Cumberland Hill students bounce, wobble toward better learning

Cumberland Hill students bounce, wobble toward better learning

Rinnah HagupitBREEZE PHOTOs BY ASHLEY WOLF, one of Lauren Brochinsky’s kindergarten students, sits on a yoga ball. This is the only one with a back support. (Breeze photos by Ashley Wolf)

CUMBERLAND – When Cumberland Hill Elementary School kindergarten teacher Lauren Brochinsky writes up a paper or a report, she starts out sitting upright with her feet on the floor. But she eventually moves around to get more comfortable so she can stay focused and do better work.

Brochinsky realized her students may be the same way. School is not about getting students to sit upright in a chair with their feet on the ground, she said, it’s about helping them learn the alphabet and how to count in the best way possible. If that means that they need to bounce or wobble while they’re learning, so be it.

Brochinsky raised more than $1,000 for flexible seating through Donors Choose, a website helping teachers fund class projects through online donors. She submitted her first flexible seating project on the Donors Choose website Oct. 8. On the website, she said the money would go toward wobble chairs, bounce ball chairs and balance disks so that students could have additional seating options other than the typical blue chairs that are seen in most elementary school classrooms.

The project was funded five days later, on Oct. 14, and the students received the flexible seating products the next week.

Brochinsky submitted the flexible seating project a second time because the first project called for 12 flexible seats for 21 students. Now, each student will be able to choose a flexible seating option. Brochinsky submitted the second project Nov. 9 and the Bill and Melinda Gates Foundation found her project. The foundation pledged to match every donation she received. The project was fully funded on Nov. 13, and the classroom is now eagerly waiting for more seats.

“This project got funded so quickly,” Brochinsky said. “I posted my (first) project in the Cumberland Hill PTO Facebook page and it got funded within a week, which was incredible. The community really supported this which was awesome.”

Brochinsky introduced the flexible seating to the students during center time, when students rotate to different 10-minute stations throughout the classroom. She placed wobble chairs at one station, bounce ball chairs at another, and balance disk chairs at another so the students had the chance to each try out the different options, she said. At first, some of the students found the seating options more fun than useful and she had to help them see why that chair may not be the best for them academically.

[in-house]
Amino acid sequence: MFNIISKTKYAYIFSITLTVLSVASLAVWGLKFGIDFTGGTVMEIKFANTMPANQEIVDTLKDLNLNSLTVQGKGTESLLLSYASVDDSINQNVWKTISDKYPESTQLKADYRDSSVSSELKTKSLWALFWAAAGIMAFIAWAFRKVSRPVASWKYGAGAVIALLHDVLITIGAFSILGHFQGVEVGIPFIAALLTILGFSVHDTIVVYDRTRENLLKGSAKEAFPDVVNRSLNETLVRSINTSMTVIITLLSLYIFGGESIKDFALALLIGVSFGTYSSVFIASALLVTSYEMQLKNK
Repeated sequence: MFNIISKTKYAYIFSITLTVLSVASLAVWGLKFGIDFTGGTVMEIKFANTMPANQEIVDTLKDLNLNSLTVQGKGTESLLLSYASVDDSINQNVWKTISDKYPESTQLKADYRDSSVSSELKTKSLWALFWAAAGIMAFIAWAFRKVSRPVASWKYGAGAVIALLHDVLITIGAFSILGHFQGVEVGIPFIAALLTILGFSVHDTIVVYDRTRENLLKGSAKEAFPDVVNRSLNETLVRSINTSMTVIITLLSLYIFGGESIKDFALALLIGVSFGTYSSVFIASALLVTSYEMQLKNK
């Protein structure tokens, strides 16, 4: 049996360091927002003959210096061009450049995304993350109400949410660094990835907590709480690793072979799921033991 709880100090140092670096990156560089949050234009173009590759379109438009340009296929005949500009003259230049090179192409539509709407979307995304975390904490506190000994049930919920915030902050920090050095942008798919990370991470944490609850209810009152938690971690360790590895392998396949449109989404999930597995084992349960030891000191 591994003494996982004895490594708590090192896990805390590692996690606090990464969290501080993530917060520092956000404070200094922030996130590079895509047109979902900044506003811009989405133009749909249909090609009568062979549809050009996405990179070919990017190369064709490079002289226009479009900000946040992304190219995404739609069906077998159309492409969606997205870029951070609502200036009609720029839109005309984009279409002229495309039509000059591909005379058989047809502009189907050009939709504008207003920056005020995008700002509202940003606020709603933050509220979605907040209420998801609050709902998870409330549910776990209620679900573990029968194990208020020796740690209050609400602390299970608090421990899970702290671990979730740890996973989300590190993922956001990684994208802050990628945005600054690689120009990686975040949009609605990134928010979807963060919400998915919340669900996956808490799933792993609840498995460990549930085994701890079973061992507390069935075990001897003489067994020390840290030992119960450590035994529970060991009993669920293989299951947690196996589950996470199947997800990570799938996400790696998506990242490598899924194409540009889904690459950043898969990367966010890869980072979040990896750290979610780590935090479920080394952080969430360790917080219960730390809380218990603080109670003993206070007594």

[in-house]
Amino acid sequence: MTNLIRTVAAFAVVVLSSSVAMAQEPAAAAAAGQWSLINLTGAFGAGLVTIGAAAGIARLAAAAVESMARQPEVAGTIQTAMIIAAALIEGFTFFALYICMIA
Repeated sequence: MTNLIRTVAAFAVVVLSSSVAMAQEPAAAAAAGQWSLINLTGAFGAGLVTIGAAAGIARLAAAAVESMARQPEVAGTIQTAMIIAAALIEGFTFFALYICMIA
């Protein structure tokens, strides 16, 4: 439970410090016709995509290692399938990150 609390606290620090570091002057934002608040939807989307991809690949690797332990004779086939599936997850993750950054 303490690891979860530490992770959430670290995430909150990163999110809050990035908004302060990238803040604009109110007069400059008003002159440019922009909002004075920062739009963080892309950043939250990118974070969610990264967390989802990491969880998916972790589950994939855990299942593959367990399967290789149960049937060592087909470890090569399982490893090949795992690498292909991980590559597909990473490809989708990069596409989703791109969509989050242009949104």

“For example, one of my boys loves the yoga balls, but he’s a bouncy kid to begin with,” she said. “He has a lot of energy and so, putting him on the yoga ball was equivalent to putting him on the trampoline.”

She said she also saw an improvement with many of students who used different seating options. Brochinsky said that one of her students lacks energy and it seems like each assignment takes out what little energy he has left, but bouncing on the yoga ball helped him to focus better and become more energized in the classroom.

Brochinsky went around the room and asked each of the students how they felt about flexible seating, she said. Brochinsky’s teaching assistant, Kaela Mardo, said Brochinsky has done a great job of asking the students a lot of questions to get them thinking about how the chairs help them focus, whether or not they would want to use the chair again, and what their favorite chair is.

She printed out pictures of each type of seat and had the kids circle the ones they liked, cross out the ones they didn’t like, and color in their favorite, Mardo said.

“It’s nice to see the child’s perspective on ‘How did you feel when you were sitting on this?’ “ she said.

This is not the first classroom at Cumberland Hill to have flexible seating options. One 3rd-grade classroom and one 5th-grade classroom also use the alternative seating, Brochinsky said. She said she hopes flexible seating options become more popular locally.

Kindergarten student Charlie McCarthy sits on a wiggle cushion.
These are now the seating options in the classroom: a wobble chair, wobble cushion, a standard blue chair, and a balance ball.